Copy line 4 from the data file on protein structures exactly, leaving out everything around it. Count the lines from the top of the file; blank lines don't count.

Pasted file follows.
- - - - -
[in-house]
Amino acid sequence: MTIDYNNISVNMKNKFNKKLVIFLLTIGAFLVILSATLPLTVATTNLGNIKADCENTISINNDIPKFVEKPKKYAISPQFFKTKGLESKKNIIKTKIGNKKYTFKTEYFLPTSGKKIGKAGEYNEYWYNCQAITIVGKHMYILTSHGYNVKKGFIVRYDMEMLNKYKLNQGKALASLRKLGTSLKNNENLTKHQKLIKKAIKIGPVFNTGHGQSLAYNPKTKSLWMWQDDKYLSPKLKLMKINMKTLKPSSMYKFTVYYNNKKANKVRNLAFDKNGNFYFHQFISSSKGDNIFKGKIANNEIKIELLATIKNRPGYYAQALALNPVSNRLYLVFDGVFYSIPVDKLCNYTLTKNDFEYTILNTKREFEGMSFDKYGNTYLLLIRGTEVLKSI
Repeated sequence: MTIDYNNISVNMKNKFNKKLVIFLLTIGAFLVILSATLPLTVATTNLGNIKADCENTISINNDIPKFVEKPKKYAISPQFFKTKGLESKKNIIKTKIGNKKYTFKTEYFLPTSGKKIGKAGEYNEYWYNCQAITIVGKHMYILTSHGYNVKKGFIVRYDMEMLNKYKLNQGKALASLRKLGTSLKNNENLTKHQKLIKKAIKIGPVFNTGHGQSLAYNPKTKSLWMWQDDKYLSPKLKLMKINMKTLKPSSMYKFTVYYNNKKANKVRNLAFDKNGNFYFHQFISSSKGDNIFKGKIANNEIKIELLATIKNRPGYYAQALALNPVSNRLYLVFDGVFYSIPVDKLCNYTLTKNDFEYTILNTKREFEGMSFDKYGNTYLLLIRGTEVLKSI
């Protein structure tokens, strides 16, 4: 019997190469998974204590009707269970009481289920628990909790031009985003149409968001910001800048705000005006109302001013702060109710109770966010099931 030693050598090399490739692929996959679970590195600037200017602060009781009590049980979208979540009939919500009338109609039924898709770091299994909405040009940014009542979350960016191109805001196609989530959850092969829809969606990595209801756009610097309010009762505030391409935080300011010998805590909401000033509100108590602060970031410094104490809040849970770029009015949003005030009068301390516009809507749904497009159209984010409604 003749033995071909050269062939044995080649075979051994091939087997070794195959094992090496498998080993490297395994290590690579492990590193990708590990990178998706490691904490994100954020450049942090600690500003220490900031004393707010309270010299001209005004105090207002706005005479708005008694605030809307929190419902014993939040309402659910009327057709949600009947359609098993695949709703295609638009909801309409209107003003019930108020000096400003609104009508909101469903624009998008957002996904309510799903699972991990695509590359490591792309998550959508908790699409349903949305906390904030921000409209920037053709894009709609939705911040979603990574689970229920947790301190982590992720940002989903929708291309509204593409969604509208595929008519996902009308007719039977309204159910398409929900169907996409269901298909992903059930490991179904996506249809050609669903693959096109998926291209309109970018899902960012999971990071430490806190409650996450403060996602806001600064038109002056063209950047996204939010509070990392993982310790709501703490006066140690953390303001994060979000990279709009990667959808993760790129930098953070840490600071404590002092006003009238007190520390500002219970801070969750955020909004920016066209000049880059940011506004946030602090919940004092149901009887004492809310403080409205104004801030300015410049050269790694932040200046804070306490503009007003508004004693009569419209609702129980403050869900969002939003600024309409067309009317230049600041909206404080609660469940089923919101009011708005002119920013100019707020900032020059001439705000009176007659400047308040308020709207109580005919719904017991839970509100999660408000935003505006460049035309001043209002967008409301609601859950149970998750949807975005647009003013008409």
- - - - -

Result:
């Protein structure tokens, strides 16, 4: 019997190469998974204590009707269970009481289920628990909790031009985003149409968001910001800048705000005006109302001013702060109710109770966010099931 030693050598090399490739692929996959679970590195600037200017602060009781009590049980979208979540009939919500009338109609039924898709770091299994909405040009940014009542979350960016191109805001196609989530959850092969829809969606990595209801756009610097309010009762505030391409935080300011010998805590909401000033509100108590602060970031410094104490809040849970770029009015949003005030009068301390516009809507749904497009159209984010409604 003749033995071909050269062939044995080649075979051994091939087997070794195959094992090496498998080993490297395994290590690579492990590193990708590990990178998706490691904490994100954020450049942090600690500003220490900031004393707010309270010299001209005004105090207002706005005479708005008694605030809307929190419902014993939040309402659910009327057709949600009947359609098993695949709703295609638009909801309409209107003003019930108020000096400003609104009508909101469903624009998008957002996904309510799903699972991990695509590359490591792309998550959508908790699409349903949305906390904030921000409209920037053709894009709609939705911040979603990574689970229920947790301190982590992720940002989903929708291309509204593409969604509208595929008519996902009308007719039977309204159910398409929900169907996409269901298909992903059930490991179904996506249809050609669903693959096109998926291209309109970018899902960012999971990071430490806190409650996450403060996602806001600064038109002056063209950047996204939010509070990392993982310790709501703490006066140690953390303001994060979000990279709009990667959808993760790129930098953070840490600071404590002092006003009238007190520390500002219970801070969750955020909004920016066209000049880059940011506004946030602090919940004092149901009887004492809310403080409205104004801030300015410049050269790694932040200046804070306490503009007003508004004693009569419209609702129980403050869900969002939003600024309409067309009317230049600041909206404080609660469940089923919101009011708005002119920013100019707020900032020059001439705000009176007659400047308040308020709207109580005919719904017991839970509100999660408000935003505006460049035309001043209002967008409301609601859950149970998750949807975005647009003013008409």